5 Steps To Design An Exceptional Open Kitchen

5 Steps To Design An Exceptional Open Kitchen

The open kitchen concept is becoming a popular trend in the industry. By blurring the lines between the back and front of the house, you can deliver an enhanced sensory experience that increases the appetite and sense of hunger of your patrons.

Additionally, it enables you to cultivate trust and send a clear-cut message of confidence in your food production. 

Especially in the era of coronavirus, there is a growing demand for transparency among consumers who want assurance of the food’s freshness and safety.

It can’t get more transparent than an open kitchen where your guests get a full view of what is generally behind the scenes.

How to design an open kitchen

As with a traditional kitchen, there is a different set of factors you need to consider to build an open kitchen. 

There are different styles as well to serve the unique demands of each restaurant.  

Some operators only show a peek with limited, strategically placed viewing areas.  Others completely remove the walls and bring the kitchen and dining area together. 

There are also operators that have a back kitchen solely for bulk preparation, batch cooking, and main cold storage. It may be hidden or partly visible, but the overall idea is to streamline the movement and sounds in the open kitchen to be more pleasing.

How open your kitchen is will depend on what you want to accomplish. 

Here are five ways to consider to successfully build the open kitchen that is right for you:

1. Create the best theater experience 

Many operators are designing their open kitchens like a theater. 

Leverage the unique elements of your food preparation.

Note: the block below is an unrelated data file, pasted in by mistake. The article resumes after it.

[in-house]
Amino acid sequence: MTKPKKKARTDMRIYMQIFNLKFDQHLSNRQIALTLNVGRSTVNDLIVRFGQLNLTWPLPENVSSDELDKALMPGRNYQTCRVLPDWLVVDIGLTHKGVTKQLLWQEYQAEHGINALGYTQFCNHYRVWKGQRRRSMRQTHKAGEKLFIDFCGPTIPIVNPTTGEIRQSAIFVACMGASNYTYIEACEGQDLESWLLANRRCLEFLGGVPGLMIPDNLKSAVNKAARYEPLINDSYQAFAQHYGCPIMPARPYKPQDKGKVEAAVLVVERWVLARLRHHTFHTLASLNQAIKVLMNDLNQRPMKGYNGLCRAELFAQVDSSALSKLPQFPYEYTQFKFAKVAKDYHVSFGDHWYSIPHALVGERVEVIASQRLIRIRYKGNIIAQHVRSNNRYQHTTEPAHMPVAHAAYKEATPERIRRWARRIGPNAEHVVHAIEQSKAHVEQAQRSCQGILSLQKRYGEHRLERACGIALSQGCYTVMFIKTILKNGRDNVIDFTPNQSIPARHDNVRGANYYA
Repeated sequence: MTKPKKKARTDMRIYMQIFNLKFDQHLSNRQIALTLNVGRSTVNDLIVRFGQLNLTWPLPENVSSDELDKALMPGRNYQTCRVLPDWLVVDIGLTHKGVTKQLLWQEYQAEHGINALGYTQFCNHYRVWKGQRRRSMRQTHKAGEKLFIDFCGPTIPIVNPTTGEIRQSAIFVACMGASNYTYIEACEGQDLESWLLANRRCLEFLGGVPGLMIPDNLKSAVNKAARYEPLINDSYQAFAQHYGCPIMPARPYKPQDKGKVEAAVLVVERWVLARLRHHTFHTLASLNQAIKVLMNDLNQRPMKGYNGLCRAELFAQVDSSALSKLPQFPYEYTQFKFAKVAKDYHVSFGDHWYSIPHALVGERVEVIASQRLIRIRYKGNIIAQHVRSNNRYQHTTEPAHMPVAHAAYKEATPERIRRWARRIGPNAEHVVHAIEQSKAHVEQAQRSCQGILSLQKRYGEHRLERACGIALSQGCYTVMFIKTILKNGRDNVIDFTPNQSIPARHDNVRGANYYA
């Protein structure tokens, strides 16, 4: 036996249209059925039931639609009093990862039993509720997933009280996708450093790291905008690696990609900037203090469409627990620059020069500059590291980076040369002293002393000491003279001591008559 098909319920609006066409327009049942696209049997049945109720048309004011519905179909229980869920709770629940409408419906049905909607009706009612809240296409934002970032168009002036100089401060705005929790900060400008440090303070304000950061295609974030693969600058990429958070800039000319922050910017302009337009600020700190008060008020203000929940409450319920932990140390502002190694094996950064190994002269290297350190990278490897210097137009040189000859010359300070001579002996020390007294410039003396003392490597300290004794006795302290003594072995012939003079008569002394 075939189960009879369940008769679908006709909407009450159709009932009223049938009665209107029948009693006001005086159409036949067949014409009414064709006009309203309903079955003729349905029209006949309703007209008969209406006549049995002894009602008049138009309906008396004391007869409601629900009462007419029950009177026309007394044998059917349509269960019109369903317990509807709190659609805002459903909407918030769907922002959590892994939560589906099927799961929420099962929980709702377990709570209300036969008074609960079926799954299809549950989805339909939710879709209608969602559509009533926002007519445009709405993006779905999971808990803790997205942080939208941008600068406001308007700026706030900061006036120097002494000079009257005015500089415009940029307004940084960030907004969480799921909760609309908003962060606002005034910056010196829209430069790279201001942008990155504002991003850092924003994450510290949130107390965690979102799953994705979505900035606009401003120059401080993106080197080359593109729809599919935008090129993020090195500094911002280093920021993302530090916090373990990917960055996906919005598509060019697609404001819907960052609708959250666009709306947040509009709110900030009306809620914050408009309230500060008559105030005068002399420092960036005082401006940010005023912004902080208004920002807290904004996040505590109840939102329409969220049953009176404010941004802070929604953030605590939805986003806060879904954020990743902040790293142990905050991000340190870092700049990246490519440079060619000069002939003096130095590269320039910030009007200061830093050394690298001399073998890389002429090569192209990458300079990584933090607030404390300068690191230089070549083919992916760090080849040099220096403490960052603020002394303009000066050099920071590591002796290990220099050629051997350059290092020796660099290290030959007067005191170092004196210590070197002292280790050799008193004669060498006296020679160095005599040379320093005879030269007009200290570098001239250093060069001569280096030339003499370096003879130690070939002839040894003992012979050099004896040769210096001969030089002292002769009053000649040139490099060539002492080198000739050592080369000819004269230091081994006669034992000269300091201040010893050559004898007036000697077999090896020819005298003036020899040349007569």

Do you use a brick oven for your pizzas or cooking on wood-fired equipment with live fire? Put on a show and get customers in on what goes into creating their favorite delicacies.

Customers should be able to experience the kitchen no matter where they are seated.

Guests love watching the high-energy action and want to get the best seats in the house, which is usually where they are closest to the hustle and bustle. 

But they don’t have to be at the front to feel like they are part of it. 

Be mindful of what the kitchen looks like from the perspective of the diner. Every single detail matters. Generally, you want the workstations to face customers so they get a good view of everyone at work.

 how to design an open kitchen

What you see vs what you don’t see

Despite the name, most open kitchens are not 100% open. There will still be parts of your operation that customers won’t see. 

This provides you with the opportunity to “edit” the space so you can show the best of what you have to offer and minimize errors and issues.

Take careful consideration of what will be visible to customers and what stays behind the scenes. What you put on display is as important as having great control over what you want to be kept out of sight.

Look at it from the perspective of your cooking staff. What do they need to do the best job possible? What do they want guests to see? What do they want guests not to see?

They probably want diners to see the protein brown to perfection. They would prefer to keep the disorganized work surface out of view.